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Regulatory Context

nPB is relatively new on the market, and has received minimal regulatory attention to date.


The Massachusetts Toxics Use Reduction Act (TURA) program has added nPB to the list of toxic or hazardous substances.Starting in 2010, facilities with 10 or more full time employee equivalents that manufacture or process 25,000 pounds or more of nPB per year, or otherwise use 10,000 pounds or more per year, are required to report on their use and to conduct toxics use reduction planning. For more information about facility responsibilities under the TURA program, see: http://www.mass.gov/dep/toxics/toxicsus.htm and Additional Regulatory Considerations table.


Environmental Protection Agency. Q and A: 2007 Final and Proposed Regulations for n-Propyl Bromide (nPB). Accessed 1/15/2011, at: http://www.epa.gov/ozone/snap/solvents/2007nPBRegsQA.html.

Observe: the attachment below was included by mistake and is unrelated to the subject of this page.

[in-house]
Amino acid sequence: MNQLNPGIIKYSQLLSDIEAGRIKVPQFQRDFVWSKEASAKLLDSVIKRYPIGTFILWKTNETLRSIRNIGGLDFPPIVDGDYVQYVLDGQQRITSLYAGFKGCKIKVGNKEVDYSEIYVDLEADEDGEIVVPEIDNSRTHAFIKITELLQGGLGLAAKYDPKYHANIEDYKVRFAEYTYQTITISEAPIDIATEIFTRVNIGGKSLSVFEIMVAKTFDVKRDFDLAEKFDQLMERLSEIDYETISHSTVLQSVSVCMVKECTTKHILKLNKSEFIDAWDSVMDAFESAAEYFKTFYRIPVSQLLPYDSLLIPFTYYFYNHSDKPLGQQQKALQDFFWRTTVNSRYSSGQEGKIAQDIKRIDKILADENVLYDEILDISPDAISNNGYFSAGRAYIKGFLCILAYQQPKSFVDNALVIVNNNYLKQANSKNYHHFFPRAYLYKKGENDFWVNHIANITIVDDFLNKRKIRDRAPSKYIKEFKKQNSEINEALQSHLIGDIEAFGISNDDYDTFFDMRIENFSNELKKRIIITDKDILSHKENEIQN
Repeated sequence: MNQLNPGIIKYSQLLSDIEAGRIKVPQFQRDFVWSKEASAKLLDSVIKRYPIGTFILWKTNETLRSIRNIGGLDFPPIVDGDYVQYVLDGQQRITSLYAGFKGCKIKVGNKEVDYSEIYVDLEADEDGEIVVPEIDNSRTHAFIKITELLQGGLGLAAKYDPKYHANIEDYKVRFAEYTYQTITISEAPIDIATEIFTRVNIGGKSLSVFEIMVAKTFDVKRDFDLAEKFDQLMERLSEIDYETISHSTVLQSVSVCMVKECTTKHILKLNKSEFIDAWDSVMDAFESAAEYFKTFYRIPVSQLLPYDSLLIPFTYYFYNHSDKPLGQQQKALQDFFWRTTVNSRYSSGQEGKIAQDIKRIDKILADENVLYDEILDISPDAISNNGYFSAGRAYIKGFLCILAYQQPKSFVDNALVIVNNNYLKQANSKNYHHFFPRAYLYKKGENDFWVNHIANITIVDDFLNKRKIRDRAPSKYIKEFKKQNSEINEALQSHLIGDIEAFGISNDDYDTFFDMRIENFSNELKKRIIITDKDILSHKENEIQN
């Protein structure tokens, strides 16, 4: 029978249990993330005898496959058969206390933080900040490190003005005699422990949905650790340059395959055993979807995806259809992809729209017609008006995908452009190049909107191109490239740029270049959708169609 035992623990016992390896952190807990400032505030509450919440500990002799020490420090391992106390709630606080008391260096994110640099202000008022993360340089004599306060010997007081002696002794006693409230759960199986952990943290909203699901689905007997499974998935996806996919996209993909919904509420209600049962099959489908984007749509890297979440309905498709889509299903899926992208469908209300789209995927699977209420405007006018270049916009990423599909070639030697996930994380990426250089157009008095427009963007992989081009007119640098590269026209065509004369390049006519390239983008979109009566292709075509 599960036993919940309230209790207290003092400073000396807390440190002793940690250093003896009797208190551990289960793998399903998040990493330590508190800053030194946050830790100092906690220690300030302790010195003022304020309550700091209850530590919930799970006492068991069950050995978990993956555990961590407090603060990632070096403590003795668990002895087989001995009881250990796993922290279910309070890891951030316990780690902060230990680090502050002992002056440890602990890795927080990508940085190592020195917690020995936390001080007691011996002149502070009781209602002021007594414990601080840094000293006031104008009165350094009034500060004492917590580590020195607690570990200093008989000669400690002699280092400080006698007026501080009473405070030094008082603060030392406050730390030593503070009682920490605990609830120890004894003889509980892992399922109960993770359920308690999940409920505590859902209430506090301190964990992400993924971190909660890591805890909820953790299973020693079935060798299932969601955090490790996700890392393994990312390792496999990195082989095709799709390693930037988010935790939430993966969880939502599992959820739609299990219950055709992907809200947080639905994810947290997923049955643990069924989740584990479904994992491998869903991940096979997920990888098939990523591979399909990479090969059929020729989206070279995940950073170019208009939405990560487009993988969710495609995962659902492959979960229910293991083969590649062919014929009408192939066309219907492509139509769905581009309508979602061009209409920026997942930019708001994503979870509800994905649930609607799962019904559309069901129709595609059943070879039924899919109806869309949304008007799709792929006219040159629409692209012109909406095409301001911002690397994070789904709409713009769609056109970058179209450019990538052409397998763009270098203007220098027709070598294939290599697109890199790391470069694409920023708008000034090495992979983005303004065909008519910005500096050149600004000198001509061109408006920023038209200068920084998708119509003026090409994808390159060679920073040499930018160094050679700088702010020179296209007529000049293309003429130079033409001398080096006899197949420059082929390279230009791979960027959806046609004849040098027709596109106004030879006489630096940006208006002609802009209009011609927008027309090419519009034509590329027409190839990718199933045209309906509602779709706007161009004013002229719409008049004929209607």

European Commission Joint Research Center, Institute for Health and Consumer Protection, European chemical Substances Information System. CAS# 106-94-5. Accessed 1/25/2011, at:  http://ecb.jrc.ec.europa.eu/esis/index.php?GENRE=CASNO&ENTREE=106-94-5

California Office of Environmental Health Hazard Assessment. Proposition 65. Notice to Interested Parties, December 3, 2004. Accessed 1/25/2011, at:http://oehha.ca.gov/prop65/prop65_list/files/1bromonote1204.pdf